Research Summary and Publication lists of recent important works.


The general area of my research interest is in the genetic regulation of plant cell development and differentiation. Research of this nature can be applied to a variety of plant systems, but seeds are particularly well suited to study these processes. Furthermore, seeds are an important agricultural product and are of major importance as primary or secondary sources of food.

During their development, seeds accumulate large amounts of protein, carbohydrate, and lipid that are subsequently digested and made available to the developing embryo. The nature and proportion of these storage products varies among different plant species, although the mechanisms regulating their synthesis are conserved. In a number of instances, mutations have been identified that qualitatively or quantitatively alter the synthesis of these compounds. In addition to modifying the nutritional value of secondary by -products of the seeds, these mutants provide a starting point to study the regulatory mechanisms controlling the synthesis and deposition of these storage compounds.

Seed storage proteins are synthesized in large quantities over a limited period of time. In dicots, these proteins are deposited in the embryo as well as in the endosperm of the developing seed. In cereals, deposition primarily occurs in the endosperm, where storage proteins account for 60-70% of the total protein. Storage proteins are deficient in several essential amino acids, and because they account for the majority of the protein, seed proteins generally have limited nutritional value. One important area of research is directed at increasing the nutritional value of seed proteins.

The storage proteins of different cereals have distinct structural characteristics that are responsible for their unique food-making characteristics. Only recently has research begun to define the structural features that are responsible for their unique biochemical properties.

We are studying a number of mutations that alter the synthesis of maize seed storage proteins. Although some of these mutations affect regulatory genes that control transcription of the storage protein genes, the precise mechanisms by which others alter storage protein synthesis are unknown. We have also recently found that structural interactions between the different types of storage proteins appear to influence their assembly into protein bodies, and ultimately the quality characteristics of the seed.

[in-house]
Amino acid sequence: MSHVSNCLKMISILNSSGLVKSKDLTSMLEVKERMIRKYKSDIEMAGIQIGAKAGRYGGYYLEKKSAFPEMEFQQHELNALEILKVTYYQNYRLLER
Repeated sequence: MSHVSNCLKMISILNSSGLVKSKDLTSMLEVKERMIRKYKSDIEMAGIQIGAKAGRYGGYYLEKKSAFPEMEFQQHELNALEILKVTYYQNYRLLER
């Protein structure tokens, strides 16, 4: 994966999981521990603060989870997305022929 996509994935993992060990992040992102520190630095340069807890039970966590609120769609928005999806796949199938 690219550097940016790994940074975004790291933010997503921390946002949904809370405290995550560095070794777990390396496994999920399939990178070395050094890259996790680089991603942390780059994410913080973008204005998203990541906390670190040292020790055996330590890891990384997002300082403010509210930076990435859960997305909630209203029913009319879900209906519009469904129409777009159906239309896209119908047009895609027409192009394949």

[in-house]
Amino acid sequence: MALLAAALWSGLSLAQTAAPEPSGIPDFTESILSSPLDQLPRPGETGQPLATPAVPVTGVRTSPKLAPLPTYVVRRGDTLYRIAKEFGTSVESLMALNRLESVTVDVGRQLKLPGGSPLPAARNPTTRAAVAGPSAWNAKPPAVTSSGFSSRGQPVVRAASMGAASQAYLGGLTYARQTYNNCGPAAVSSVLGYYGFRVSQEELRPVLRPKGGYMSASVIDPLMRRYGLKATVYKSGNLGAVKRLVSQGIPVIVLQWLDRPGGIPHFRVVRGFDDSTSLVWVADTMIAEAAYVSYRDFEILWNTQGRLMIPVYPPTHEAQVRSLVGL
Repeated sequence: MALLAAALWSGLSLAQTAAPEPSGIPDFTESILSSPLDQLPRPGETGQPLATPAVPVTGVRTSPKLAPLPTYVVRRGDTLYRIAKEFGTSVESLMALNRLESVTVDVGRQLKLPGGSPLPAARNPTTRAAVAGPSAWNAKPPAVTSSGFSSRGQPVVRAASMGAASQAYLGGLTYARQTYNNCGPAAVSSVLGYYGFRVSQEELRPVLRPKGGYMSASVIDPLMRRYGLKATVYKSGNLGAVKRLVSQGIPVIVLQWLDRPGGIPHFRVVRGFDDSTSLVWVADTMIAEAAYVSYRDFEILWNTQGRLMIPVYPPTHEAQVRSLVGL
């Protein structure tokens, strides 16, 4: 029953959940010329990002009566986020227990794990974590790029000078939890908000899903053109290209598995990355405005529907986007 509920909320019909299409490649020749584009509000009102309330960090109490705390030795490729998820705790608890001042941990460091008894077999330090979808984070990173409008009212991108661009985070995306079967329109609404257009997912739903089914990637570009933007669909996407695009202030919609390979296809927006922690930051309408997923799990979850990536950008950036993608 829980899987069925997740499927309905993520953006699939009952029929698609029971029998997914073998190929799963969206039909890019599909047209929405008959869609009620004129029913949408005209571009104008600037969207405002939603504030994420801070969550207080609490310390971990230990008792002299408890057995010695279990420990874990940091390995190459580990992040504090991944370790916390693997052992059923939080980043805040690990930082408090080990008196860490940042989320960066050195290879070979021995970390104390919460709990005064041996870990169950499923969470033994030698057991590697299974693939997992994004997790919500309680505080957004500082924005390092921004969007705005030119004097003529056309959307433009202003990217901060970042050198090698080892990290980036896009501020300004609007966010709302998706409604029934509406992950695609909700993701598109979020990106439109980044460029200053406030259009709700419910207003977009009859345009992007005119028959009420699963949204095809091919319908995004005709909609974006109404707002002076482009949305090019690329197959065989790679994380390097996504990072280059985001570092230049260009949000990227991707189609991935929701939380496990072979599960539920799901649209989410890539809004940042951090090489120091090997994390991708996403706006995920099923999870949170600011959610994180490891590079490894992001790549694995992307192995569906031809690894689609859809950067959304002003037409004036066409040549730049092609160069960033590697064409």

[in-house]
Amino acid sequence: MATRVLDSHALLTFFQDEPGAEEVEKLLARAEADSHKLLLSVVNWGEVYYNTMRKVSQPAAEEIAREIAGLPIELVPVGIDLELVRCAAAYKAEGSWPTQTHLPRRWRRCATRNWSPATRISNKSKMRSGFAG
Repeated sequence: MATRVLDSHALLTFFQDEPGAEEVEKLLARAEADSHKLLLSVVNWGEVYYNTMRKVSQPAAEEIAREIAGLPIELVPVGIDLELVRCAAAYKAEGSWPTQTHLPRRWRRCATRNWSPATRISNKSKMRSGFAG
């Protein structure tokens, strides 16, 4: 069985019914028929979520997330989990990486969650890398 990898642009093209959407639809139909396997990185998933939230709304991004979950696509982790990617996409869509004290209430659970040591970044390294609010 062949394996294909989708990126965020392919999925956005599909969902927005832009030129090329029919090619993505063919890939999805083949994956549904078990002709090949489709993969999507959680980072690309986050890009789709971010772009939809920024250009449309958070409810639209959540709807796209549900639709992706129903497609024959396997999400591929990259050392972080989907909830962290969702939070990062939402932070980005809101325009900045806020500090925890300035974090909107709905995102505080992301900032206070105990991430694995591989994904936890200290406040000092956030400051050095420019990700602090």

Habben, J.E., Moro, G.L., Hunter, B.G., Hamaker, B.R. and Larkins, B.A. (1995) Elongation factor1-a is highly correlated with the lysine content of maize endosperm. Proc.Natl. Acad.Sci.USA 92:8640-8644.

Grafi, G. and Larkins, B.A. (1995) Endoreduplication in maize endosperm: Involvement of M phase-promoting factor inhibition and induction of S phase-related kinases. Science 269, 1262-1264.

Li, C.-P. and B.A. Larkins (1996) Expression of protein disulfide isomerase is elevated in the endosperm of the maize floury2 mutant. Plant Molecular Biology 30, 873-882.

Moro, G.L., Habben, J.E., Hamaker, B.R., and Larkins, B.A. (1996) Characterization of the variability in lysine content for normal and opaque2 maize endosperm. CropScience 36, 1651-1659.

Grafi, G., Burnett, R.J., Helentjaris, T., Larkins, B.A., DeCaprio, J.A., Sellers, W.R., and Kaelin,W.G. Jr. (1996) A maize cDNA encoding a member of the retinoblastoma protein family: Involvement in endoreduplication. Proceedings of the National Academy of Sciences, USA 93, 8962- 8967.

Clore, A.M., Dannenhoffer, J.M., and Larkins, B.A. (1996) EF-1 is associated with a cytoskeletal network surrounding protein bodies in maize endosperm cells. Plant Cell 11, 2003-2014.

Coleman, C.E., Herman, E.M., Takasaki, K., and Larkins, B.A. (1997) The maize -zein sequesters -zein and stabilizes its accumulation in protein bodies of transgenic tobacco endosperm. Plant Cell 12, 2335-2345.

Gillikin, J.W., Zhang, F., Coleman, C.E., Bass, H.W., Larkins, B.A. and Boston, R.S. (1997) A defective signal peptide tethers the floury-2 zein to the endoplasmic reticulum membrane. Plant Physiology 114: 345- 352.

Coleman, C.E., Clore, A.M., Ranch, J.P., Higgins, R., Lopes, M.A. and Larkins, B.A. (1997) Expression of a mutant -zein creates the floury2 phenotype in transgenic maize.